These developments should be of special concern to the United States and its allies. Azerbaijan’s totalitarian government and Turkey’s President Recep Tayyip Erdogan have taken significant steps to claim control of their respective national narratives and prime their nations for a generation of conflicts. This all comes as a part of a broader power struggle to establish Turkey as a regional and global power. 

In addition, Turkey has taken an increasingly aggressive stance towards its neighbors, escalating tensions with Greece, defying the United States by waging war using American-made weapons against U.S. allies in Syria, and releasing maps on Turkish national television detailing appropriation of borders in Greece, northern Syria, and Iraq. Turkey has made a minimal effort to conceal its neo-Ottoman ambitions and confrontational rhetoric. Erdogan has drawn on this nationalistic sentiment to proudly display Turkey’s support for Azerbaijan. 

The United States is uniquely positioned to de-escalate tensions. Given that Turkish weapons and influence are driving violence, Washington has the ability to cut aid, weapons sales, and impose sanctions as a check to Ankara’s war drum. America’s most powerful tool is the global reach of the U.S. dollar. Despite losing recent ground, the dollar accounts for more than 60 percent of global foreign currency reserves and 88 percent of all FX trades. Commodity markets in particular depend heavily on dollar denominated transactions. The global financial system and funding markets are deeply tied to the U.S. banking system. As a result, through the U.S. Office of Foreign Assets Control, the United States has a significant level of control over global dollar denominated transactions, making financial sanctions a particularly devastating tool, something Trump highlighted in 2019 when he threatened to impose sanctions on Turkey.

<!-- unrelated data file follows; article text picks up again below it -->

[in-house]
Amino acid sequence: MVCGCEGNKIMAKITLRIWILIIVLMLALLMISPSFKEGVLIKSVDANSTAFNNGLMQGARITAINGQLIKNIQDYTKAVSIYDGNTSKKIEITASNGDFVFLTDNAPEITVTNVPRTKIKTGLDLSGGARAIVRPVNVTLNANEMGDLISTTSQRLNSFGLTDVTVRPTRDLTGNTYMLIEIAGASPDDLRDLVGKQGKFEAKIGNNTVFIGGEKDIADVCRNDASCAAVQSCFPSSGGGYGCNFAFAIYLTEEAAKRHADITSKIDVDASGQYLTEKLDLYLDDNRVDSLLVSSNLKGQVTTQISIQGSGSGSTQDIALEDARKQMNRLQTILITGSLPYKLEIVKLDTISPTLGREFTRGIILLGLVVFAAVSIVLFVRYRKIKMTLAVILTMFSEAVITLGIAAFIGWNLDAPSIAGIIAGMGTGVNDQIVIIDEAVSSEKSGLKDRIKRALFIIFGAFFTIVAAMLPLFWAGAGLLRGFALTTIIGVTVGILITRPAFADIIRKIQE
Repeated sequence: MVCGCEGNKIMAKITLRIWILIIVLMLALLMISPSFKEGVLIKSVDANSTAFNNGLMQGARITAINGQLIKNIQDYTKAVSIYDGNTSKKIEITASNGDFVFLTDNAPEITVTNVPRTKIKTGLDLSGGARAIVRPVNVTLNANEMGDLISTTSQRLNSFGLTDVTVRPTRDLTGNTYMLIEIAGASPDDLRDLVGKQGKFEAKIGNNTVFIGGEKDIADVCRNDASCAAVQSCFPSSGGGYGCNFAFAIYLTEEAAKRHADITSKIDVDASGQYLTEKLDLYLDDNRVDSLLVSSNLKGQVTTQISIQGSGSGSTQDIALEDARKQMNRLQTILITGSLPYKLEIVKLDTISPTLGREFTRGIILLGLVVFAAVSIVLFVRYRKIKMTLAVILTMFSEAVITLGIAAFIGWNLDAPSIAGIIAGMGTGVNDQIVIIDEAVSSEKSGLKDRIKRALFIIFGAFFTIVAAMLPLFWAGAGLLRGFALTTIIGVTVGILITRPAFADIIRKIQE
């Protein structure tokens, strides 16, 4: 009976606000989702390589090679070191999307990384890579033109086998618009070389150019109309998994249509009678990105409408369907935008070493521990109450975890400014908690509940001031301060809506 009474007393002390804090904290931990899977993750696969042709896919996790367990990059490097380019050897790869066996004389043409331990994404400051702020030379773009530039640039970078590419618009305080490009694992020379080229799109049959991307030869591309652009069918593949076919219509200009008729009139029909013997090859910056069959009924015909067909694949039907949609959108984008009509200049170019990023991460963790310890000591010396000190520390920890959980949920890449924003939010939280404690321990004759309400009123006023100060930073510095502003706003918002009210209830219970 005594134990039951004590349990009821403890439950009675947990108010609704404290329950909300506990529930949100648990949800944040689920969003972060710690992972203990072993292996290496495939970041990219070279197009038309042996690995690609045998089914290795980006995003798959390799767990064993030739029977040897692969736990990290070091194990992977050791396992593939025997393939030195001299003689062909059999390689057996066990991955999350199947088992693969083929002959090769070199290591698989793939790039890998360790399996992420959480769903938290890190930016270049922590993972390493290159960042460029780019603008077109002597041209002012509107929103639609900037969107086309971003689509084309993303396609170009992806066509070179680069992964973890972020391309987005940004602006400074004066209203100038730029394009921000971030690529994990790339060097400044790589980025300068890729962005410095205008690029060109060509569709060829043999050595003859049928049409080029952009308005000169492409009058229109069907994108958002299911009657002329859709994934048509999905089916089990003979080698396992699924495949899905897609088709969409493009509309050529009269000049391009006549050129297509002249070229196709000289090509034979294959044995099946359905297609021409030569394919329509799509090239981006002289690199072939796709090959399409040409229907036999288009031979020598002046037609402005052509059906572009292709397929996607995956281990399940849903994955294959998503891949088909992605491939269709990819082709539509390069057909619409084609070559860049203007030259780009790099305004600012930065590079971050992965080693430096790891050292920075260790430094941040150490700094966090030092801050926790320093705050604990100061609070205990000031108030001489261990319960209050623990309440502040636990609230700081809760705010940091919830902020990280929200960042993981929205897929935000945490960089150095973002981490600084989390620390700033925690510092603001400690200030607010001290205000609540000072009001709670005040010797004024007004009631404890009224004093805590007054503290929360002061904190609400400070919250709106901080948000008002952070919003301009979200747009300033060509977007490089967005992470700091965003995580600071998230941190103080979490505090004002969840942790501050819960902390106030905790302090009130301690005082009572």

Turkey is only the 32nd largest trading partner for the United States, and bilateral trade relations between the United States and Azerbaijan account for less than $600 million annually—a relative blip for the US economy, limiting the effectiveness of any in-kind retaliation. Turkey itself is in the midst of a difficult economic crisis. With the Lira on a steady downturn and the country plagued by an ineffective central bank and poor economic policy, Erdogan’s popularity has been driven to new lows. Turkey’s struggling economy and crippled banking system, as well as Baku’s heavy dependence on oil exports,leave both particularly vulnerable, increasing the likelihood that the threat of sanctions could hold both nations at the negotiating table and provide a greater incentive to honor ceasefire agreements and continue peace talks. 

Promoting stability in the Middle East has been an important policy effort for the United States. In the case of this conflict, the United States has the tools necessary to keep all sides at the negotiating table and prevent further violence. 

Hugo Dante is a Young Voices contributor, D.C.-based banking policy analyst, and doctoral student in economics at George Mason University. Follow him on Twitter @hugodantejr.

Image: Reuters